Daniels Pushes Redistricting to His Own Benefit

This piece on Governor Mitch Daniels in The Hill gives him too much credit.

Indiana Gov. Mitch Daniels (R) recently offered his own solution for ending the partisan rancor in Washington — redistricting.

The process traditionally has been used to gain an advantage over the opposing party. But Daniels, who was in Washington preaching political civility, says it could be used to push members into the center of the political spectrum.

“If we got rid of gerrymandering and districts were really drawn not to protect incumbents but on a demographic, and geographic and common sense basis, I think we all know, we’d have a lot more competitive districts and you’d have more places where people compete for the center and not the edge,” the potential 2012 presidential contender said at a Christian Science Monitor breakfast on Tuesday. “I’ve already told my own party, which got shafted in the last redistricting Congressionally and in the state House, I will not sign a politically drawn redistricting plan.”

In Indiana, redistricting is overseen by the state Legislature, with the governor holding veto power over their proposal.

Daniels said he is pushing state lawmakers to pass legislation to create redistricting guidelines that would make the process more transparent. “As it happens, it would give us a fairer shake than today,” he said.

Indiana Democrats, meanwhile, are worried that Daniels’ prolific fundraising abilities will help his party reclaim the state’s lower chamber in November. He has a PAC that donates to state politicians. If the GOP takes the state House, it would give the party complete control over redistricting, which will begin after the Census is complete in December.

Still, Daniels brushed aside the suggestion he was concerned about his party’s political future. His desire to reclaim the state House, he said “is not about redistricting.”

“We’ve got several more things I’d like to do on my watch and I’ve about run out the string of things we can get done with our opponents in control of the House,” he said.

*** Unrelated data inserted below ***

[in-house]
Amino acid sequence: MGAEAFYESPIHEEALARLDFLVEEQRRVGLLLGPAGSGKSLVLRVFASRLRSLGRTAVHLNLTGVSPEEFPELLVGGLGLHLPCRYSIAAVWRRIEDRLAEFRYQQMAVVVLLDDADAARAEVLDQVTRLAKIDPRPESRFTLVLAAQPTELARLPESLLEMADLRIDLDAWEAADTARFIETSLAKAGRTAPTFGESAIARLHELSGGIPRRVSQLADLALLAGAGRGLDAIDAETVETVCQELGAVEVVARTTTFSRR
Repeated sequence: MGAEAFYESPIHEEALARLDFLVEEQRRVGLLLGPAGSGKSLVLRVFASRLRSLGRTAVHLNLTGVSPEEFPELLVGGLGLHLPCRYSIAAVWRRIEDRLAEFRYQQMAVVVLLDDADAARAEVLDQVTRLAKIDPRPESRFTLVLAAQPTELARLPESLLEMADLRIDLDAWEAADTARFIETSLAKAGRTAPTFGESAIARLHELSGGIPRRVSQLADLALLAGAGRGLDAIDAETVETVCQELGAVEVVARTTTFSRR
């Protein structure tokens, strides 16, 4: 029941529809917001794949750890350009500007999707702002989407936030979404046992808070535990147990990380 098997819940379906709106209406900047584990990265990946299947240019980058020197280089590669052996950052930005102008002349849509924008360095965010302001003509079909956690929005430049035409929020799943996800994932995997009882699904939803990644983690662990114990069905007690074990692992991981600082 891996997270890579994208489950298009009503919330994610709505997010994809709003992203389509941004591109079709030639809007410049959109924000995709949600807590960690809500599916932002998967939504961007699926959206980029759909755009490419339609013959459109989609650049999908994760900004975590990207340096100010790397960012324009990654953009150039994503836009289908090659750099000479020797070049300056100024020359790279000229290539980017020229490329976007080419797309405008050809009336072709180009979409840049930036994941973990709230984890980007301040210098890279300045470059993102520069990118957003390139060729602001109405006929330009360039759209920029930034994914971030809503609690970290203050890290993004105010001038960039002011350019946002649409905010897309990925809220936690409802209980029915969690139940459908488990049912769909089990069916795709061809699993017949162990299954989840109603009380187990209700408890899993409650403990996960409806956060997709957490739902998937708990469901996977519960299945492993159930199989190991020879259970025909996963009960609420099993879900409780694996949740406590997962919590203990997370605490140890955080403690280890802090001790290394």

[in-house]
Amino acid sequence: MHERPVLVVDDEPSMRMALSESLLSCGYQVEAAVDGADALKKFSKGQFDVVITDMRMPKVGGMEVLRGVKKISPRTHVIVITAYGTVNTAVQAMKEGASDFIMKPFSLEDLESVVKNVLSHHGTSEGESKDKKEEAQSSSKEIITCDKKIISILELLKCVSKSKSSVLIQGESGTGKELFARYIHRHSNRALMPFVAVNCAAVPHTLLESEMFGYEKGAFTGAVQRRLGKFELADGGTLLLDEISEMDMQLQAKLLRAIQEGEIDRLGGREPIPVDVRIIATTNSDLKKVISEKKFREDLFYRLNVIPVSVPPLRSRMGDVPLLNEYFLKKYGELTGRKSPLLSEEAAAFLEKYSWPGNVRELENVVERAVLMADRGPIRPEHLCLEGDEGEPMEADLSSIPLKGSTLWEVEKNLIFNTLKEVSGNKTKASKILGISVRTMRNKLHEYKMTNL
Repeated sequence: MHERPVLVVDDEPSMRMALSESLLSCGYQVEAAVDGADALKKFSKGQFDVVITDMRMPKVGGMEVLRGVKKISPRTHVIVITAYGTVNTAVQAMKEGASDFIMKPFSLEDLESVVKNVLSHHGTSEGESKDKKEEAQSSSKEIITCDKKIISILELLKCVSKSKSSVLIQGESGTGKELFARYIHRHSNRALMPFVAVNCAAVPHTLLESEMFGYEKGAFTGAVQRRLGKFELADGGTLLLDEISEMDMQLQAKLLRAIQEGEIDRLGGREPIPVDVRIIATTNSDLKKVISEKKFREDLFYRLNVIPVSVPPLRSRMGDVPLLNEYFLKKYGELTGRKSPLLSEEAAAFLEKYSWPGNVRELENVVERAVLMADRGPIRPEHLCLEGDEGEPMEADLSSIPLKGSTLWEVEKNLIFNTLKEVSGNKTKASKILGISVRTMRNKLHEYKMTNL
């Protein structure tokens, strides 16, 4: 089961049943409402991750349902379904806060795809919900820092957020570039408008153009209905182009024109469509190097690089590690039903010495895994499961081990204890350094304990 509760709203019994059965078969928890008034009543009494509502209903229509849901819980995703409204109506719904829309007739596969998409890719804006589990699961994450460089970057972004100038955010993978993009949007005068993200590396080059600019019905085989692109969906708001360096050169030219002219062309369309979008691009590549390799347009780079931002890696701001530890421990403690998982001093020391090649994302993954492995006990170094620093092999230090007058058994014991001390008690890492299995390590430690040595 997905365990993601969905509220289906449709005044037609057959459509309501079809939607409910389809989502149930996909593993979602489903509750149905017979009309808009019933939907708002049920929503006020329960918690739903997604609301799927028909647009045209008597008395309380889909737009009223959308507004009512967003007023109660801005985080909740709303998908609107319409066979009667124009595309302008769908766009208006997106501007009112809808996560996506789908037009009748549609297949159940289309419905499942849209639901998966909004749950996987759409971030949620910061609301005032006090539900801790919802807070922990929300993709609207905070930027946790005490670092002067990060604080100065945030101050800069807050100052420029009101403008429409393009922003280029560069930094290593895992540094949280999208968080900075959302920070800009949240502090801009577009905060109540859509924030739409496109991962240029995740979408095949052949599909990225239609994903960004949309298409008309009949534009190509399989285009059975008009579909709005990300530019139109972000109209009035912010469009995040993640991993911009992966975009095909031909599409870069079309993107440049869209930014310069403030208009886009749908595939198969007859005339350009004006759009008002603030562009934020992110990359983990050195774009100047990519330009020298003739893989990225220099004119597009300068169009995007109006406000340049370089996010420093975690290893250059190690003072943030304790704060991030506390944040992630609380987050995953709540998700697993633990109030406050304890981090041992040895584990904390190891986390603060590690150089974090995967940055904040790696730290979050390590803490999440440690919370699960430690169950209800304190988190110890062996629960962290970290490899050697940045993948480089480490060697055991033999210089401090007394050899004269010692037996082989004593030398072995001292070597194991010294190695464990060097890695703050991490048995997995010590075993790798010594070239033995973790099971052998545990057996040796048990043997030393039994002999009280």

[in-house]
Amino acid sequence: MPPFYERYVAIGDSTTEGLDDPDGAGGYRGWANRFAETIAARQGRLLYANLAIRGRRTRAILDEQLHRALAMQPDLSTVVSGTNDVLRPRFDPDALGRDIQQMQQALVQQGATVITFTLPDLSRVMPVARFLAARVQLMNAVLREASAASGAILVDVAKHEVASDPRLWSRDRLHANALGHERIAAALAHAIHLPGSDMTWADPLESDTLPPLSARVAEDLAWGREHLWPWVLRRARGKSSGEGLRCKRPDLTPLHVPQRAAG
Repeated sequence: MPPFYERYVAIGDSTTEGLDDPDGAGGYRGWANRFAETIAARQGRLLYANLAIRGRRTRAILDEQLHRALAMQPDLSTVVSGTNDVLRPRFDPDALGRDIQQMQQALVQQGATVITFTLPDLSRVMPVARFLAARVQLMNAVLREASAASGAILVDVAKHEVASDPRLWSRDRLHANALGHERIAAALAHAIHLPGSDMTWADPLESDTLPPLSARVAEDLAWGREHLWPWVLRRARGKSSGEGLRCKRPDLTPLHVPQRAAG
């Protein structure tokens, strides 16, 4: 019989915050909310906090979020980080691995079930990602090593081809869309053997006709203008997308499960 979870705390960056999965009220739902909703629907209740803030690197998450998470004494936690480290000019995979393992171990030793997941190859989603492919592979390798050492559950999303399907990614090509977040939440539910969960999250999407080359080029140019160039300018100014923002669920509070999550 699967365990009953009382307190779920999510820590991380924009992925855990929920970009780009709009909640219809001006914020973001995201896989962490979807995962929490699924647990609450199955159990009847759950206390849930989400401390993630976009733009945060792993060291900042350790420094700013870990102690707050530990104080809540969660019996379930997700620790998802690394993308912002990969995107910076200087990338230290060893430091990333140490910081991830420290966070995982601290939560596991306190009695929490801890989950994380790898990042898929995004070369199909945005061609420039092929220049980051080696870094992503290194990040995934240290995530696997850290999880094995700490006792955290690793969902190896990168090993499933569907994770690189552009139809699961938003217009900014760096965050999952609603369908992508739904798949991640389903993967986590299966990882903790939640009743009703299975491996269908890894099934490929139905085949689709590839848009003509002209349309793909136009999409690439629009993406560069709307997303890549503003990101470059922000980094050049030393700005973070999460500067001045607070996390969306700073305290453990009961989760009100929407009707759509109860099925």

He continues to thump for redistricting as the poor put-upon Republican while pressing for hegemony of the state for his final two years in office because the man cannot accept being questioned in any way shape or form. Note his testiness at WTHR after being caught lying about the number of jobs he claims to have brought to the state:

An Eyewitness News investigation shows thousands of Indiana jobs claimed by the state simply don’t exist.

Gov. Mitch Daniels is now talking about that investigation and, based on the governor’s comments, he is not impressed.

“You seem to have a blindingly clear view of what is perfectly obvious,” he said.

The governor addressed Indiana job numbers just hours after 13 Investigates showed up to 40% of jobs already promoted by the governor have not turned to reality. For three weeks, the governor declined WTHR’s requests to discuss the issue. That changed Tuesday afternoon at the statehouse, when investigative reporter Bob Segall asked the governor to respond to 13 Investigates’ findings during a question-and-answer session for the media.

“You seem to have discovered the obvious, namely that none of these jobs were ever scheduled to happen in the first year. Secondly, that some of them in a recession don’t happen,” Gov. Daniels replied.

The 6-month Eyewitness News investigation did not focus on any new jobs announced during the past year. Instead, WTHR’s statewide job analysis included only jobs announced by the state in 2006, 2007 and 2008. 13 Investigates examined what the Indiana Economic Development Corporation calls “Indiana Economic Successes” to determine if the projects were on track and if the companies listed as successes actually hired new workers.

That’s when WTHR discovered empty fields and deserted factories across the state where state leaders claim there are supposed to be new jobs. 13 Investigates found job commitments that fell through years ago are still being counted in the state’s job numbers. Those broken job commitments show up in state performance reports as if they were real jobs when, in fact, they are not.

“A commitment is not a reality. A commitment is a statement of hope and aspiration,” explained Morton Marcus, a business professor and former director of the Indiana Business Research Center at Indiana University. “We need to be founded in reality and that’s the issue. “How many jobs are actually being created? Where are the jobs? Where is the reality as opposed to the hopes?”

Read the rest of the piece and see the video here. Note Mitch Roob’s lack of forthrightness as well.


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